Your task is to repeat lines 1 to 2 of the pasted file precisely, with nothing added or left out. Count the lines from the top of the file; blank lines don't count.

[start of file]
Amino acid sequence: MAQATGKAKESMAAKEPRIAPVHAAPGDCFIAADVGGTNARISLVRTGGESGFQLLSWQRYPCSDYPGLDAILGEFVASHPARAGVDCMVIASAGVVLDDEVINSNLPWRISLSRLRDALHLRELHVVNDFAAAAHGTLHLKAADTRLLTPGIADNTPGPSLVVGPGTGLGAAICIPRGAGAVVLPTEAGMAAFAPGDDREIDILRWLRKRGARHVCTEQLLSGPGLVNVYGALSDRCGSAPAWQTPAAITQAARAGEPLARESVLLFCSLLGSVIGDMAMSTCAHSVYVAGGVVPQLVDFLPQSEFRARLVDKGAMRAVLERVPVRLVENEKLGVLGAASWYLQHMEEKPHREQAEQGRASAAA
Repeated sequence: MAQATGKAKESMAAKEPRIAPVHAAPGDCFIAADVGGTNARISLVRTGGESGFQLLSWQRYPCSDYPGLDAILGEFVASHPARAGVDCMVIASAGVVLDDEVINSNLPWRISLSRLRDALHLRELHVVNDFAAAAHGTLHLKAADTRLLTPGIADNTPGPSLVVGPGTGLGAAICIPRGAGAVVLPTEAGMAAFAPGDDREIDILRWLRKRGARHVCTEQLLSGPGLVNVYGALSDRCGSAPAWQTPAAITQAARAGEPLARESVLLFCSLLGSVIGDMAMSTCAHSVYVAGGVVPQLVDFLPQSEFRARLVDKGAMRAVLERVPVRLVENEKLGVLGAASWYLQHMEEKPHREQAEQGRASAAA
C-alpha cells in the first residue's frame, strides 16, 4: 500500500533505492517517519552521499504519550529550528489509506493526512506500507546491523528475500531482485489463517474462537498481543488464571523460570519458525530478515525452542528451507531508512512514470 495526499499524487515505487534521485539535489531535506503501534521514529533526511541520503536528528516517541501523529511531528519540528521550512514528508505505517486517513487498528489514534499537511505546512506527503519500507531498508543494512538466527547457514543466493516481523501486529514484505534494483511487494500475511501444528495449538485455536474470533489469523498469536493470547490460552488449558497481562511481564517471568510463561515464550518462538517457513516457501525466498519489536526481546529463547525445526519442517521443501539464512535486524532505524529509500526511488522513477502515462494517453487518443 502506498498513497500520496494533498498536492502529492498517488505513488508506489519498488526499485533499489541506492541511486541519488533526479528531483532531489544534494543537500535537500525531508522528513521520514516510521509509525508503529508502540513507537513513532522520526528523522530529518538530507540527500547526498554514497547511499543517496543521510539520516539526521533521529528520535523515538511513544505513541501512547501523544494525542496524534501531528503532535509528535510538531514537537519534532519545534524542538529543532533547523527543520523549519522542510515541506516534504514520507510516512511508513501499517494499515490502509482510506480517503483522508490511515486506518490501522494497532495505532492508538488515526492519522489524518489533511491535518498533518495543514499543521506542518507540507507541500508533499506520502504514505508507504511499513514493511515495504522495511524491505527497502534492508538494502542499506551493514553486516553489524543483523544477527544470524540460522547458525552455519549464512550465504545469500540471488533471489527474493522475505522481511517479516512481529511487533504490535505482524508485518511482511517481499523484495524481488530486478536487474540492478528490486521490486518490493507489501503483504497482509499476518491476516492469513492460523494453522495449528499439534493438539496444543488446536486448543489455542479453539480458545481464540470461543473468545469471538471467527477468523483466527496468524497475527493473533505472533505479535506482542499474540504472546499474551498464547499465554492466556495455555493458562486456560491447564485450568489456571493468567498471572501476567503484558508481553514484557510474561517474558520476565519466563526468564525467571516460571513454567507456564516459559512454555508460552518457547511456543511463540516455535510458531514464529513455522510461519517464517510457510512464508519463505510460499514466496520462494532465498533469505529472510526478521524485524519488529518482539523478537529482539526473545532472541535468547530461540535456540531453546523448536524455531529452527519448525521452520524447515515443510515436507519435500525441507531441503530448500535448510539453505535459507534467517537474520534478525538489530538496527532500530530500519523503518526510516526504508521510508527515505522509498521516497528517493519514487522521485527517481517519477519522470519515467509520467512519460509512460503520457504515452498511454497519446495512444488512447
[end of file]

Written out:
Amino acid sequence: MAQATGKAKESMAAKEPRIAPVHAAPGDCFIAADVGGTNARISLVRTGGESGFQLLSWQRYPCSDYPGLDAILGEFVASHPARAGVDCMVIASAGVVLDDEVINSNLPWRISLSRLRDALHLRELHVVNDFAAAAHGTLHLKAADTRLLTPGIADNTPGPSLVVGPGTGLGAAICIPRGAGAVVLPTEAGMAAFAPGDDREIDILRWLRKRGARHVCTEQLLSGPGLVNVYGALSDRCGSAPAWQTPAAITQAARAGEPLARESVLLFCSLLGSVIGDMAMSTCAHSVYVAGGVVPQLVDFLPQSEFRARLVDKGAMRAVLERVPVRLVENEKLGVLGAASWYLQHMEEKPHREQAEQGRASAAA
Repeated sequence: MAQATGKAKESMAAKEPRIAPVHAAPGDCFIAADVGGTNARISLVRTGGESGFQLLSWQRYPCSDYPGLDAILGEFVASHPARAGVDCMVIASAGVVLDDEVINSNLPWRISLSRLRDALHLRELHVVNDFAAAAHGTLHLKAADTRLLTPGIADNTPGPSLVVGPGTGLGAAICIPRGAGAVVLPTEAGMAAFAPGDDREIDILRWLRKRGARHVCTEQLLSGPGLVNVYGALSDRCGSAPAWQTPAAITQAARAGEPLARESVLLFCSLLGSVIGDMAMSTCAHSVYVAGGVVPQLVDFLPQSEFRARLVDKGAMRAVLERVPVRLVENEKLGVLGAASWYLQHMEEKPHREQAEQGRASAAA